French Oak and American Oak

Difference Between French Oak and American Oak

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If you drink wine and spirits, odds are they’re aged in oak barrels. Bourbon, Scotch, Tennessee whiskey, cognac, and some gins spend time maturing in these barrels as part of the aging process.

Many reds and some whites age in oak. It’s a part of the process that gives these beverages their character and unique flavor.

Not all oak is the same. The difference between French and American Oak is important to know if you’re a novice wine drinker or a sales representative with a giant portfolio. Read on to learn more about American vs. French Oak.

Roll Out the Barrel

French and American oak barrels add texture and flavor to a beverage to wine and spirits. This process also mellows or removes the harsh taste of distilled alcohol.

These barrels of both oak types have variables that impact the flavor of the wine and liquor. Not all oak barrels are the same.


The age is how many times a barrel is used. Barrels with heavy use offer less robust flavorings from the wood to the wine. For winemaking, three to five uses turns the barrel neutral.

These days, used wine barrels are often repurposed for liquor aging. Whiskey and Scotch producers now experiment with different wine barrels to impart a unique flavoring to their whiskey.

Highland single-malt Scotch producers use Sherry, Port, and Sauternes barrels to add a unique flair to their products. American rye and whiskey makers recently caught up with that trend and produce wonderful products aged in these barrels.


Toast in a barrel refers to the char the barrel makers add to the inside with an open flame. This toast can be light, medium, medium-plus, and heavy.

Light and medium toast offer a gentle oak aroma and flavor. Too much oak flavor and aroma can destroy the more nuanced notes of some grape varietals like Pinot Noir.

Medium-plus and heavy toast are often used for more hearty, robust grape varietals like Cabernet Sauvignon and Zinfandel.

Medium-plus and heavy toast oak barrels are used in the production of some Bourbon and other whiskeys for a smokey flavor profile.


The grain of the oak used for barrels is another variable in wine and spirits production. As a tree grows taller and older, the grain tightens.

A tighter grain means better flavor and aroma. For this reason, old-growth oak is a sought after commodity used in the aging process of super-premium wine and spirits.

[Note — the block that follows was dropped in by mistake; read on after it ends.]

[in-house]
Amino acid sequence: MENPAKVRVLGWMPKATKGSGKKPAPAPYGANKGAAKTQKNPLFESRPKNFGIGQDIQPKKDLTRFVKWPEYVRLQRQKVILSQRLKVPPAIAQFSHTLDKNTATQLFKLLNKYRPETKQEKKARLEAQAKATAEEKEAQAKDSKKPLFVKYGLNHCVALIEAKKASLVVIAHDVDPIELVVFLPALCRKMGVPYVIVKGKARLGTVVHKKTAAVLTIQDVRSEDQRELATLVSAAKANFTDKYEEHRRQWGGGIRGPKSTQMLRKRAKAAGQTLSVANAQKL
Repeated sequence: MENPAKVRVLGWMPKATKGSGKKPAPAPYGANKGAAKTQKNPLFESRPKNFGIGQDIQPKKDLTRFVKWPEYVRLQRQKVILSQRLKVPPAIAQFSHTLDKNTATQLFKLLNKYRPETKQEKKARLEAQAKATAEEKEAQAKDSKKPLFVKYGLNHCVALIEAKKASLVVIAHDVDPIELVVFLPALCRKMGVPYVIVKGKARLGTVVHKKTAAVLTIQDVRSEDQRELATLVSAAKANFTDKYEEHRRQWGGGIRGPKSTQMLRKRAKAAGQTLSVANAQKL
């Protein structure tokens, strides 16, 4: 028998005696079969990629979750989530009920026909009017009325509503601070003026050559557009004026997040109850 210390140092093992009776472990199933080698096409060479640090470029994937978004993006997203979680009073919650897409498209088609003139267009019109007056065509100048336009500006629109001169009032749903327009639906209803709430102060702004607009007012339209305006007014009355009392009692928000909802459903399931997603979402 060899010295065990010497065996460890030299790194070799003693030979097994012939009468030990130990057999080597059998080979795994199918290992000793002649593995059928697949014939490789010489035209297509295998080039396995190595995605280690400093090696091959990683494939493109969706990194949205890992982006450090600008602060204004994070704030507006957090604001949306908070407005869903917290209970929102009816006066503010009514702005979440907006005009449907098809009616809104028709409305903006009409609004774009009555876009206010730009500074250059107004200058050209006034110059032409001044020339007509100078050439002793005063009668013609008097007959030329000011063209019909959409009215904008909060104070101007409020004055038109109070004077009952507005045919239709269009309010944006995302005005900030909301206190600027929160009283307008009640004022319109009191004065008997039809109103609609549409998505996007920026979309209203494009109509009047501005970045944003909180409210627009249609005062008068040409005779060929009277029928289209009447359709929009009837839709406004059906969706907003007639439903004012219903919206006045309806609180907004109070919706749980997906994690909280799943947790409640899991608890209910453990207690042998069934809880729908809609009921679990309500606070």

French Oak

Barrel manufacturers use two species of French Oak to craft their barrels. These are Quercus robur and Quercus sessiliflora. Though the trees grow primarily in central France, they can grow in most regions.

Like the grapes used in the wine, the wood takes on the characteristics of its region. Soil, weather, and climate impact the flavors and aroma the oak leaves on wine during the aging process.

Grape varietals that merge well with the subtle flavors of French Oak are Cabernet Sauvignon, Pinot Noir, and Chardonnay. These grapes love the mellow spices and chocolate notes this oak provides.

French oak isn’t only coveted by winemakers. Many spirits producers love the subtle flavors and tannins of this oak. American rye producers often use French Oak to accentuate the spicy, peppery notes of their whiskey.

The reason French oak offers these supple, complex flavors is because of how delicate the wood is. The wood must be hand-split rather than sawed. For this reason, French barrels are higher priced.

Another aspect of French Oak is it’s possible health benefits. Scientists believe a tannin found in this wood may protect your liver. Imagine that!

American Oak

Oak trees grow all across America. The species Quercus alba is used for barrels. Unlike its French cousins, this oak is hearty and strong. You can saw it with or against the grain.

Given the plentiful amount of these trees and their durability, American oak barrels are less expensive than their French counterparts. Though they are less expensive, they have their uses.

While winemakers prefer French oak for gentle grapes like Pinot Noir, Chardonnay, and Tempranillo, many of these same varietals see time in American oak.

Some Cabernet Sauvignon aged in American oak does well, but where American oak shines are the deep varietals that can stand up to its robust flavor. Varietals like Zinfandel, Merlot, and Syrah all blend well with American oak aroma and flavor.

The characteristic flavor profiles of this oak are vanilla, tobacco, dill, and baking spices.

Where American Oak really shines is in liquor production. Bourbon requires oak aging as part of the process. While Bourbon doesn’t need to be aged in American Oak, it’s most often used for its availability and flavor.

Manufacturers and consumers alike love the deep vanilla, brown sugar, and baking spices a new, charred American White Oak barrel gives the Bourbon.

Bourbon isn’t the only liquor where American Oak shines. Virgin American Oak barrels give Scotch a distinctly American flavor of vanilla and coconut while keeping the classic single-malt flavors.

These days other liquor producers experiment with American oak. Gin and its citrusy botanicals respond well to American Oak’s added spice.

The Difference Between French and American Oak

The difference between French and American Oak is important to know if you’re a producer or consumer. You can glean a lot about a bottle of liquor or wine based on the type of oak.

French oak tends toward the elegant thanks to its softwood and tight grain. American oak lends a bold, vanilla flavor during the aging process.

Here at Northeast Barrel Company, we offer a vast inventory of used barrels. If you want to add unique flavor to your wine, liquor, or beer, we have what you need. Contact us today with any questions.

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